Would you call yours, love at first sight?
George: Not really, the first time I approached Julia, she told me she had more important things to do.
What were these important things?
Julia: I was supposed to travel to Dubai for work, which I did. I stayed in Dubai for 10 years, and when I came back, we got married.
Ten years is a long time!
Julia: It is! But if there is something George has, it is patience. It is a trait that I admire in him to this date. The fact that he waited that long and was not relenting drew me to him.
George: While she was away we both tried different relationships but they did not work. I had my eyes fixed on just her. Towards the end of her stay in Dubai, we used to communicate via email and pretty much had a long distance relationship. When she came back, we got married and settled down.
Did you ever get any opposition considering that George you are Luo while Julia is Kikuyu?
George: From the immediate family, no but some of my friends were not for the idea. Her family loved me, to this date Julia’s dad and I are close. Julia and my mum are also so close.
Julia: My family considered him one of us even before we got married. It is friends that sometimes had an issue, especially during elections time. They would say vile things about my community on social media, knowing so well that I could see what they posted.
George: The thing is, we always shield each other from attacks. When I go to her place, she has my back; when she comes to my place, I always make sure nobody attacks her.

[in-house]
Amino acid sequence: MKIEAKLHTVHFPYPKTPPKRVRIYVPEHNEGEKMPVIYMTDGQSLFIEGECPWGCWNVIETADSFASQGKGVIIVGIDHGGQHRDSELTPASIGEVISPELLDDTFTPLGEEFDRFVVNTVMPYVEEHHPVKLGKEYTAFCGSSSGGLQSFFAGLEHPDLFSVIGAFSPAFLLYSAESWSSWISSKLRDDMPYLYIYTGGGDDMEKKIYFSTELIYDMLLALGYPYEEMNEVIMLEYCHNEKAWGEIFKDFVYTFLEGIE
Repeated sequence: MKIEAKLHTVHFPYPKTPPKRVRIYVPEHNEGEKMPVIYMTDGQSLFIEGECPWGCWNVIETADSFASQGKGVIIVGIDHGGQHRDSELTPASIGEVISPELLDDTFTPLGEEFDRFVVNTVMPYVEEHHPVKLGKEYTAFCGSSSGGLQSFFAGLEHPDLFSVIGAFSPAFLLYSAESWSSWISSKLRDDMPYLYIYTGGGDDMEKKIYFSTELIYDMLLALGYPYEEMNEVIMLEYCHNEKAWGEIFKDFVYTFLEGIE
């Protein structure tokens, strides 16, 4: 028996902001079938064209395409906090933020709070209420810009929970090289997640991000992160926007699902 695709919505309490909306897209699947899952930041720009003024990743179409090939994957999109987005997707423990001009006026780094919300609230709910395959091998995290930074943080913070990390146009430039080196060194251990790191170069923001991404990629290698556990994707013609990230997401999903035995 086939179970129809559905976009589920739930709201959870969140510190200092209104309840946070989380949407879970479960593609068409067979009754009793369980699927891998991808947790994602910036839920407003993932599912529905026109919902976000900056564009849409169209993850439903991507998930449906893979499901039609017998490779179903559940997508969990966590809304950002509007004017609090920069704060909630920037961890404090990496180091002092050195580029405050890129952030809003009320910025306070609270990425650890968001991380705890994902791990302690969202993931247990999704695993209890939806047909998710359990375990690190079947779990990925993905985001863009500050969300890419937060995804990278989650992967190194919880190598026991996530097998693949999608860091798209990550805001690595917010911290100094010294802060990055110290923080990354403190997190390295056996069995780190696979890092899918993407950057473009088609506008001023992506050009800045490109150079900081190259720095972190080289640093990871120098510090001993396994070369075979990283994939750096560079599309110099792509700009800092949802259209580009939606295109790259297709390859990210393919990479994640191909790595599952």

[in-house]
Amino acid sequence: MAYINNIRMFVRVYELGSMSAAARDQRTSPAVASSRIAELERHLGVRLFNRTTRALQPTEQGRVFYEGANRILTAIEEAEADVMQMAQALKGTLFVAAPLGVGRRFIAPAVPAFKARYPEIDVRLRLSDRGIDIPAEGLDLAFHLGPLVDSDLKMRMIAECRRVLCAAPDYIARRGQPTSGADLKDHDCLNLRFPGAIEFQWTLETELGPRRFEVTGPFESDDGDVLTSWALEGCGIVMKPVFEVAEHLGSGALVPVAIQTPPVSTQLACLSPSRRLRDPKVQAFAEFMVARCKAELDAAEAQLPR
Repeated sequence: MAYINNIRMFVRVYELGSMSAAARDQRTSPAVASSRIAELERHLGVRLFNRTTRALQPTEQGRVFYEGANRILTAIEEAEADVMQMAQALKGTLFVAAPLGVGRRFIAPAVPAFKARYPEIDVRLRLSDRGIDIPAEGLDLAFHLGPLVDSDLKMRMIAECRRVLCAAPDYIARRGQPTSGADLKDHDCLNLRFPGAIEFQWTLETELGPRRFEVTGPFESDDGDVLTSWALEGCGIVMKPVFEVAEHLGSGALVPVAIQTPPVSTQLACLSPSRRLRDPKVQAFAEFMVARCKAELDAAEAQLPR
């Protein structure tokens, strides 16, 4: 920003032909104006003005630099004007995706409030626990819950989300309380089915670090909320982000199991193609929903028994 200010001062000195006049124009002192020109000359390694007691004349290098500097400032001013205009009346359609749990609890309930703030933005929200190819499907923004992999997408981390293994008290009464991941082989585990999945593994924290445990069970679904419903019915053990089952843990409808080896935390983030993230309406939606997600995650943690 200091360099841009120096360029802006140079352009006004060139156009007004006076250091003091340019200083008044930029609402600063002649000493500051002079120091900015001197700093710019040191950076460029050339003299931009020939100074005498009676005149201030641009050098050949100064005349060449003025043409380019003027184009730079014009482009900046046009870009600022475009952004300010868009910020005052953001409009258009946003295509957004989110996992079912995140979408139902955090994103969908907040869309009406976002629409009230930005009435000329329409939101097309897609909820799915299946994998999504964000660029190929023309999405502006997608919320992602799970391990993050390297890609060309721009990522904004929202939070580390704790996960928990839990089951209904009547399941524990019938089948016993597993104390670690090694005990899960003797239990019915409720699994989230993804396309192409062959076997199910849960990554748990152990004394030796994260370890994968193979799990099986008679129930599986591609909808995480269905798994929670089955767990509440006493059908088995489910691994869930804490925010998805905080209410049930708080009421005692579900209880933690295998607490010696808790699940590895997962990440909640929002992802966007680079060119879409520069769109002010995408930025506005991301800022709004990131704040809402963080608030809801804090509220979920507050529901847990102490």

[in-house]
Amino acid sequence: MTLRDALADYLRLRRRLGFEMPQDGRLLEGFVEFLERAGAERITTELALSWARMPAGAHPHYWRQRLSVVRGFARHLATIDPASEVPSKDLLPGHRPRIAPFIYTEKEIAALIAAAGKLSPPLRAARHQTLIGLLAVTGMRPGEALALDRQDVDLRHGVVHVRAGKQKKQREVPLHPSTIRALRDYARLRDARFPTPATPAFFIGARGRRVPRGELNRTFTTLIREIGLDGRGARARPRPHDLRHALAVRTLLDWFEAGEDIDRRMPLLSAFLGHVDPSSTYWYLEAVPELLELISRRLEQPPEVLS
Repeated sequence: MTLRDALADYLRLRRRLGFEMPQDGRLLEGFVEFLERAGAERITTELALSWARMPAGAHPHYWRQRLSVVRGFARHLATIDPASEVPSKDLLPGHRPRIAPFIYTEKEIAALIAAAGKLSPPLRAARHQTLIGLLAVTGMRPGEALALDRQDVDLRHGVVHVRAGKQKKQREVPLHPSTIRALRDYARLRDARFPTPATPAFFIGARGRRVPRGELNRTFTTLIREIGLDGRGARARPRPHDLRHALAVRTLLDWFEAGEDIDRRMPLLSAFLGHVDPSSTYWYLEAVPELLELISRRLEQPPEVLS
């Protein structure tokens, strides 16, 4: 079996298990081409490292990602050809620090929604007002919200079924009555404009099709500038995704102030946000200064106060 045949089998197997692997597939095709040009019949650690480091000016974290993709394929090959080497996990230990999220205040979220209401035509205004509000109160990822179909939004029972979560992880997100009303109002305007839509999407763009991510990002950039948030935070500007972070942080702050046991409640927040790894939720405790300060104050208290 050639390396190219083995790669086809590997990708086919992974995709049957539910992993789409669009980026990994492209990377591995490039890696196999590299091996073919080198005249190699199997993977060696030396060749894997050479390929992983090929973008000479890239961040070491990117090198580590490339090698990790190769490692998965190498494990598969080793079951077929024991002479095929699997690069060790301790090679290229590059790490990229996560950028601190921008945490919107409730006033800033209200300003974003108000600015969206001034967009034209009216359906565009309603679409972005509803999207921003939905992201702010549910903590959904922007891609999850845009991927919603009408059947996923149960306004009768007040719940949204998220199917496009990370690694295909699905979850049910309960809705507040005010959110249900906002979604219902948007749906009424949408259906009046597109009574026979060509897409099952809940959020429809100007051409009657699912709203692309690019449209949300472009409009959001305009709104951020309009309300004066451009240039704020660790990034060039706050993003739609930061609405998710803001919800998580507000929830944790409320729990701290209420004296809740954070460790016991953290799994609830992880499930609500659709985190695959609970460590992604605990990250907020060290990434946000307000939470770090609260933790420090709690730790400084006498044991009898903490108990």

Speaking of elections, do those periods affect you?
George: We think very little of our political differences. We often wonder what makes people so impassioned when it comes to elections that they fail to be reasonable. For the most part, we stay indoors when the world is spewing hatred outside. We do not let it get to us.
Julia: Politics and our family are two entirely different entities. We might not support the same political candidates but that is an individual choice. This one time back in 2007, I found myself in a matatu with armed youths who were en route to a violent demonstration.
They started asking everyone aboard what their tribe was. I was expecting my second child then. I explained to them that the father of the child I was carrying belonged to their tribe. They even called George to confirm it. It should never get to that point.
Intermarriage can sometimes cause a culture clash? Did that affect you?
Julia: Yes, a little bit. My community believes children should be swathed in layers of clothing. So when my husband’s relatives came to see our children, they would insist that too many clothing would suffocate my babies. My people on the other hand would get shocked when I did not dress my babies in multiple layers. They said I would freeze them to death.
George: We just found a middle point. When my relatives were coming over, she would dress the babies moderately. When hers were coming over, the layers it was, and at the end of the day everyone was happy.
The food part was also a bit tricky considering most Luos do not like carrots, peas, potatoes and peas whilw most Kikuyus relish that combo. We had to come up with a compromise that accomodated us both.
How is it raising kids in such a setup?